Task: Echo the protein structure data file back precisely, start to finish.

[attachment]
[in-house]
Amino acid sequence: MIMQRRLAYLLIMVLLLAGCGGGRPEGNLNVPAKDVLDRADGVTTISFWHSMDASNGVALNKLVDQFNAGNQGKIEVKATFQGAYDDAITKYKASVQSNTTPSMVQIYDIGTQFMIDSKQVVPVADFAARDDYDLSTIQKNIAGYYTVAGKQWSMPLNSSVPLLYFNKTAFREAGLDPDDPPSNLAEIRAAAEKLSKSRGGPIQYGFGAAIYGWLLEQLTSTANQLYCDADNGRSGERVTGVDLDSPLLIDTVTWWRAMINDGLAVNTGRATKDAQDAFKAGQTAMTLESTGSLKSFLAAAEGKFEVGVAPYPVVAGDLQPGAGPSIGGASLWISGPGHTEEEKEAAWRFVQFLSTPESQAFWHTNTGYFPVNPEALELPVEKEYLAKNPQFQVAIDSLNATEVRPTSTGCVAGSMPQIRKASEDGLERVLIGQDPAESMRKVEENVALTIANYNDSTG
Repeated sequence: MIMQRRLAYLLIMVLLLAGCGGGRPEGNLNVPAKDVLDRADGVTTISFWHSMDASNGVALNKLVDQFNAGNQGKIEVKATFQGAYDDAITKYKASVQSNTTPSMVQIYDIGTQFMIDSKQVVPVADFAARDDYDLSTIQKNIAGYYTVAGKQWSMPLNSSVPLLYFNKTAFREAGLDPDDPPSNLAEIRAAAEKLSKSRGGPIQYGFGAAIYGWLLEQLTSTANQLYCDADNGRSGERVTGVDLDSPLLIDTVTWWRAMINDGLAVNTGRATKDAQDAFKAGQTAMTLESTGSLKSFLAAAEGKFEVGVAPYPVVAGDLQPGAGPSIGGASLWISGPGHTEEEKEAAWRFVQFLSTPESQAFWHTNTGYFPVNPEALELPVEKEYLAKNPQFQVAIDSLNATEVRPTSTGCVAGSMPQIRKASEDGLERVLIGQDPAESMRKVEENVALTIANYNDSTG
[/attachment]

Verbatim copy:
[in-house]
Amino acid sequence: MIMQRRLAYLLIMVLLLAGCGGGRPEGNLNVPAKDVLDRADGVTTISFWHSMDASNGVALNKLVDQFNAGNQGKIEVKATFQGAYDDAITKYKASVQSNTTPSMVQIYDIGTQFMIDSKQVVPVADFAARDDYDLSTIQKNIAGYYTVAGKQWSMPLNSSVPLLYFNKTAFREAGLDPDDPPSNLAEIRAAAEKLSKSRGGPIQYGFGAAIYGWLLEQLTSTANQLYCDADNGRSGERVTGVDLDSPLLIDTVTWWRAMINDGLAVNTGRATKDAQDAFKAGQTAMTLESTGSLKSFLAAAEGKFEVGVAPYPVVAGDLQPGAGPSIGGASLWISGPGHTEEEKEAAWRFVQFLSTPESQAFWHTNTGYFPVNPEALELPVEKEYLAKNPQFQVAIDSLNATEVRPTSTGCVAGSMPQIRKASEDGLERVLIGQDPAESMRKVEENVALTIANYNDSTG
Repeated sequence: MIMQRRLAYLLIMVLLLAGCGGGRPEGNLNVPAKDVLDRADGVTTISFWHSMDASNGVALNKLVDQFNAGNQGKIEVKATFQGAYDDAITKYKASVQSNTTPSMVQIYDIGTQFMIDSKQVVPVADFAARDDYDLSTIQKNIAGYYTVAGKQWSMPLNSSVPLLYFNKTAFREAGLDPDDPPSNLAEIRAAAEKLSKSRGGPIQYGFGAAIYGWLLEQLTSTANQLYCDADNGRSGERVTGVDLDSPLLIDTVTWWRAMINDGLAVNTGRATKDAQDAFKAGQTAMTLESTGSLKSFLAAAEGKFEVGVAPYPVVAGDLQPGAGPSIGGASLWISGPGHTEEEKEAAWRFVQFLSTPESQAFWHTNTGYFPVNPEALELPVEKEYLAKNPQFQVAIDSLNATEVRPTSTGCVAGSMPQIRKASEDGLERVLIGQDPAESMRKVEENVALTIANYNDSTG